The stories behind Gilroy’s wild street names

State workers couldn’t come up with a name, so they winged it with No Name. By Brad Kava.

Have you ever driven on No Name Uno Road and wondered, what is the deal with that name? So have we. To slake our curiously over the curious names of some of Gilroy’s streets, we did some sleuthing to figure out how and why some of these streets in Gilroy got their names.

Back in 2007, Joe Blundo, a retired Santa Clara County road worker, sat down with the Dispatch to set the record straight on how the street got its name.

“This happened when the freeway went in,” said Blundo, who helped build U.S. Highway 101 in the late 1970s and early 1980s. “There was a frontage road there and we took it over, and for everything we did, we charged it to the road. Material, labor, everything was charged to a specific road. So we had to have a name for the road. You can’t just say you spent $5 million in South Santa Clara County. You had to say what road you spent it on.”

Since every road needs a name, Blundo came up with No Name Uno as a placeholder until a permanent name could be dreamt up. No Name Uno was used for documentation purposes while the road was being built and Blundo waited for Gilroy to come up with another name.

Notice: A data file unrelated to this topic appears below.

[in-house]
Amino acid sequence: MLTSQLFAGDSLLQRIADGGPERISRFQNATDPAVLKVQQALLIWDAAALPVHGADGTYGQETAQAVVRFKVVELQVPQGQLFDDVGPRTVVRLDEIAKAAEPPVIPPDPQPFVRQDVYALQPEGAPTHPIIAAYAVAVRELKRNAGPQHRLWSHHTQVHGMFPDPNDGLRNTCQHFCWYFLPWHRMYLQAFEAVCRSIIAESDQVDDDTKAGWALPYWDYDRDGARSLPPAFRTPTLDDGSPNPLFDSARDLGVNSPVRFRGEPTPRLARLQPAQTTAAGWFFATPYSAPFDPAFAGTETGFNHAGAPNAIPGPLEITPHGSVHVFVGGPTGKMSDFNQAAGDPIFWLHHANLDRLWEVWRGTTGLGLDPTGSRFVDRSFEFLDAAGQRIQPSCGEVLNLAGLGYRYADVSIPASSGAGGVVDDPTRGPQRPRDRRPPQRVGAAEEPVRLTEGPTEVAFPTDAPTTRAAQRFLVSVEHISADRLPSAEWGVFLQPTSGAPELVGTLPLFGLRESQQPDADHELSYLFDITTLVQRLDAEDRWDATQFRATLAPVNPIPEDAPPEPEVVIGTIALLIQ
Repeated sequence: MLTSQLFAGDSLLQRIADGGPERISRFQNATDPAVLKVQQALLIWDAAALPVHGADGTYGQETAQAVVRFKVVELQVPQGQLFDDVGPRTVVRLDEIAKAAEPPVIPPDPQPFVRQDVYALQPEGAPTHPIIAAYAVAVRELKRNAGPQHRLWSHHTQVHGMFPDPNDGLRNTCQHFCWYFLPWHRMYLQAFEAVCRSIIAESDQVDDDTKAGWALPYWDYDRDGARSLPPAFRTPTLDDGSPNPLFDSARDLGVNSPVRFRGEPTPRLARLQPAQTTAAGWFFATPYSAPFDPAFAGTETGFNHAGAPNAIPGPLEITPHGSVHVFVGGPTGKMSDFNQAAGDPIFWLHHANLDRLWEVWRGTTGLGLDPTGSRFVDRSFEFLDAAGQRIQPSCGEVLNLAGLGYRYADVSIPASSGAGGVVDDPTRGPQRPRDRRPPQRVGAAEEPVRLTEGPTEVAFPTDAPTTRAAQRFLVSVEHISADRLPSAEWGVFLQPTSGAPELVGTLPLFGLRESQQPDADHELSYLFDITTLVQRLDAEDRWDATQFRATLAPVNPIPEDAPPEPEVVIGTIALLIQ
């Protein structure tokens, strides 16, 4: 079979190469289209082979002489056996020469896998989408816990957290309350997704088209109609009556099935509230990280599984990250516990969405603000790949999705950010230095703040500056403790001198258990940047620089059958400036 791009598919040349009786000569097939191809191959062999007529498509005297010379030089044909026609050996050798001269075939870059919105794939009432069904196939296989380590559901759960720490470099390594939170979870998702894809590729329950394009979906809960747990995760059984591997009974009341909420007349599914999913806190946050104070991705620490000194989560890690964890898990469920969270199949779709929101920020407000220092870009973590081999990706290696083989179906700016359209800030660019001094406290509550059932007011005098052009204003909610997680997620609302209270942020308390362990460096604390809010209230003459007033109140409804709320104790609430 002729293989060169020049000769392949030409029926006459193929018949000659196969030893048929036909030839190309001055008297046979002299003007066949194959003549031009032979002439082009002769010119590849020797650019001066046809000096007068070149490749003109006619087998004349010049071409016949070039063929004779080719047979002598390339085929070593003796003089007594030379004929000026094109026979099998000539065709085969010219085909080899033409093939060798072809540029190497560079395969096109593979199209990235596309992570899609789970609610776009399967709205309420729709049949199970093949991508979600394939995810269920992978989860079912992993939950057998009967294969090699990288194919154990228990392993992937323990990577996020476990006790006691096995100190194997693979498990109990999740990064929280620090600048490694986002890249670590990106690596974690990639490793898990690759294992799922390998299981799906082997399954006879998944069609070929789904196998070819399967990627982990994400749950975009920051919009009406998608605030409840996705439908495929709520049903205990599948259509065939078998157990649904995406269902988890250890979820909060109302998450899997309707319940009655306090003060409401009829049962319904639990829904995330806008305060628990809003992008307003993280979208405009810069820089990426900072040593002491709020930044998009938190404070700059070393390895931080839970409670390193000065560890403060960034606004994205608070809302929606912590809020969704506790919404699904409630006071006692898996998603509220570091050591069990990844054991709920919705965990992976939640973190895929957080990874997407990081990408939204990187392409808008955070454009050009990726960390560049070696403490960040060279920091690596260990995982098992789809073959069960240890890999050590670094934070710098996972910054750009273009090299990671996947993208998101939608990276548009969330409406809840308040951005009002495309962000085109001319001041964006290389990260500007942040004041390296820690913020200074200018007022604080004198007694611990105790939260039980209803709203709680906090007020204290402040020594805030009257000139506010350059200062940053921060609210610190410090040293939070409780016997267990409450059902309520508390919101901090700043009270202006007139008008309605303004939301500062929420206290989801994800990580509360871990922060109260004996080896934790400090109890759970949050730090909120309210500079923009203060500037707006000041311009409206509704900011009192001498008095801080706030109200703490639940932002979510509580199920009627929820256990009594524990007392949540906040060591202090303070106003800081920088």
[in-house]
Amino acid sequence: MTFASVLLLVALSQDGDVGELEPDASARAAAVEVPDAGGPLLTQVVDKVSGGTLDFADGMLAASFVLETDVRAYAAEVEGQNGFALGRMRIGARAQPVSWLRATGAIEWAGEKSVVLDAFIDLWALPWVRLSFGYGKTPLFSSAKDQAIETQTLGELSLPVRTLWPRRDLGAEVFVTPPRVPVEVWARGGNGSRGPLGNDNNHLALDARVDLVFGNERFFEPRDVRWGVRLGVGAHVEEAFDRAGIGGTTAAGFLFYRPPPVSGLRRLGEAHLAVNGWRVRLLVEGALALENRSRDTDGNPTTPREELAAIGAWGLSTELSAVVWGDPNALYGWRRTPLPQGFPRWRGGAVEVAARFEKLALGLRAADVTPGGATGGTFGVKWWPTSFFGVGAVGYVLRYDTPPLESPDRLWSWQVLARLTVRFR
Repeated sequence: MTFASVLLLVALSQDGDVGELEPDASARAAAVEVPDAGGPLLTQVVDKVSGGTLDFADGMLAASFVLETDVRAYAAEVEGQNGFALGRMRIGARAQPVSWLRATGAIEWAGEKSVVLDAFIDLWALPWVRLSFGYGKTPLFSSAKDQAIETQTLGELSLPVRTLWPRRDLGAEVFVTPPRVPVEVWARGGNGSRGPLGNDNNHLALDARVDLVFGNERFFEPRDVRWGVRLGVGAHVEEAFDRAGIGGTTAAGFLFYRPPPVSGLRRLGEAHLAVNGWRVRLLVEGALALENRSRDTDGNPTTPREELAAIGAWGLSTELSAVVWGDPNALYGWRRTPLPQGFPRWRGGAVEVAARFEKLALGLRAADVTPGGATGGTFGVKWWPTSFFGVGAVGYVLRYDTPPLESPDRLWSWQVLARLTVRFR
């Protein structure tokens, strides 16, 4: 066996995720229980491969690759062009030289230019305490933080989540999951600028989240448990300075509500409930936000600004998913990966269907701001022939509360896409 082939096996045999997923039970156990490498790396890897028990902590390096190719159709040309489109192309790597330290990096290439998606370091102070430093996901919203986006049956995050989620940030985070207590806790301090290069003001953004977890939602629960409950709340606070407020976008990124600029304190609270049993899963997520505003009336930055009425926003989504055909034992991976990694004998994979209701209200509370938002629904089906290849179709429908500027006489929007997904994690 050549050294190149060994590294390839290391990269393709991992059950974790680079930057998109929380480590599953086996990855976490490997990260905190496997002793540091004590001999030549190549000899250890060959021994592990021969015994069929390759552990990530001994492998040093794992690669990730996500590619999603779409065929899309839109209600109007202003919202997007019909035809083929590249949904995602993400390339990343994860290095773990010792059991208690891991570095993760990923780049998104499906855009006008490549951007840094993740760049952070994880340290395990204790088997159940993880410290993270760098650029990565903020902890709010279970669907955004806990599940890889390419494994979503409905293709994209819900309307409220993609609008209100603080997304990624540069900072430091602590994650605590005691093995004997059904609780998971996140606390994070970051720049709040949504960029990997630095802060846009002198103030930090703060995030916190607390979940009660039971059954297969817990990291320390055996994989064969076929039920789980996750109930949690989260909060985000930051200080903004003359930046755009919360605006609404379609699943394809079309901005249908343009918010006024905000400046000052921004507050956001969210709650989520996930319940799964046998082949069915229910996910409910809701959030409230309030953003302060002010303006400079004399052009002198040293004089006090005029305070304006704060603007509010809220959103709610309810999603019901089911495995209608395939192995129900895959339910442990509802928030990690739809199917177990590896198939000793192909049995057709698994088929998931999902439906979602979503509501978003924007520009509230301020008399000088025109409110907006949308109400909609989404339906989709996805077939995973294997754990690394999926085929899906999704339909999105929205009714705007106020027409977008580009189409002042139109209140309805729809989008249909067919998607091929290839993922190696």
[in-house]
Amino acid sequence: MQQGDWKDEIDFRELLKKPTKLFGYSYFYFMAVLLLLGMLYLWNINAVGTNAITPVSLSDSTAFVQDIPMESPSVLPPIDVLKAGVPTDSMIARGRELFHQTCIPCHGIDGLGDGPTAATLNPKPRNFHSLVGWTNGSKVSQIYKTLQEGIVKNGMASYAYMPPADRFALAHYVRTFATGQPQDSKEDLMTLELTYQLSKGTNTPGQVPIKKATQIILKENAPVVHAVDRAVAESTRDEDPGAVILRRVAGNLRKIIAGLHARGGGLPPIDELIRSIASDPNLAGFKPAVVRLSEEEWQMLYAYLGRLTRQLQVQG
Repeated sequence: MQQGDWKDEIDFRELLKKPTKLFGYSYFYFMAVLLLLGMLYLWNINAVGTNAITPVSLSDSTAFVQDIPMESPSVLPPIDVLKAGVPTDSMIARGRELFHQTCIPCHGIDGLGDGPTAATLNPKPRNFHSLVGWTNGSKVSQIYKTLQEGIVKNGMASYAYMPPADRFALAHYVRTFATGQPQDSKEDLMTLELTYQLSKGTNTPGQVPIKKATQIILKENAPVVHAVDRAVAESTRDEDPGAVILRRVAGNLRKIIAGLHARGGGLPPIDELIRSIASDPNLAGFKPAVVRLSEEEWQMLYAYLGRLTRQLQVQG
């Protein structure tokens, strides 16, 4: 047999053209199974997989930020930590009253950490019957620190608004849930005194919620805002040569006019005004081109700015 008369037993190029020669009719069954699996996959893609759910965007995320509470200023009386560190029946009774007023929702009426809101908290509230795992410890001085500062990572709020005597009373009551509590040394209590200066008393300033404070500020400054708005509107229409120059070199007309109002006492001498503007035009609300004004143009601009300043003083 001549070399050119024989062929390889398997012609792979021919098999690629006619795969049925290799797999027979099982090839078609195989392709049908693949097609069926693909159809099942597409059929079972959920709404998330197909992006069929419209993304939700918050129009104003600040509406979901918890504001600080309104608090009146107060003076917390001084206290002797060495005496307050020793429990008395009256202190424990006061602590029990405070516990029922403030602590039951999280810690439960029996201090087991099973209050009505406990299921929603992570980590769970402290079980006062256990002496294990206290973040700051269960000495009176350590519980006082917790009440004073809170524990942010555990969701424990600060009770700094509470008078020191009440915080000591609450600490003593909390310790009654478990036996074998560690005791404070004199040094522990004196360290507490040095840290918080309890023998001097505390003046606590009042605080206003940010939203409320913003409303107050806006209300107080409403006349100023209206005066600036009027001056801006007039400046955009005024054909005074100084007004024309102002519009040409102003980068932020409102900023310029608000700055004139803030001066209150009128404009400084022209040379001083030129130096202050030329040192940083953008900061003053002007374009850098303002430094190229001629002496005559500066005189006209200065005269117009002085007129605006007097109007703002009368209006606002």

That day never came. Blundo eventually grew tired of waiting and officially submitted No Name Uno as the street’s name.

“We were waiting for the city of Gilroy and the county and we waited and waited, and after two years I put in a notice with the county engineer for it as No Name Uno,” Blundo said. “It could have been named anything. We could have called it Joe or Pete.”

Despite the consternation of Saint Louise Medical center and the confusion of local motorist, the name endures.

Another street oddity is I.O.O.F Street. The name is derived from the fraternal organization The International Order of Odd Fellows, who operated an orphanage where the offices for Rebekah Children’s Services currently resides on the street. The land on which the building sits was donated by wealthy South Valley philanthropist Catherine Hoxett, who also donated money to install the clock in Old City Hall.

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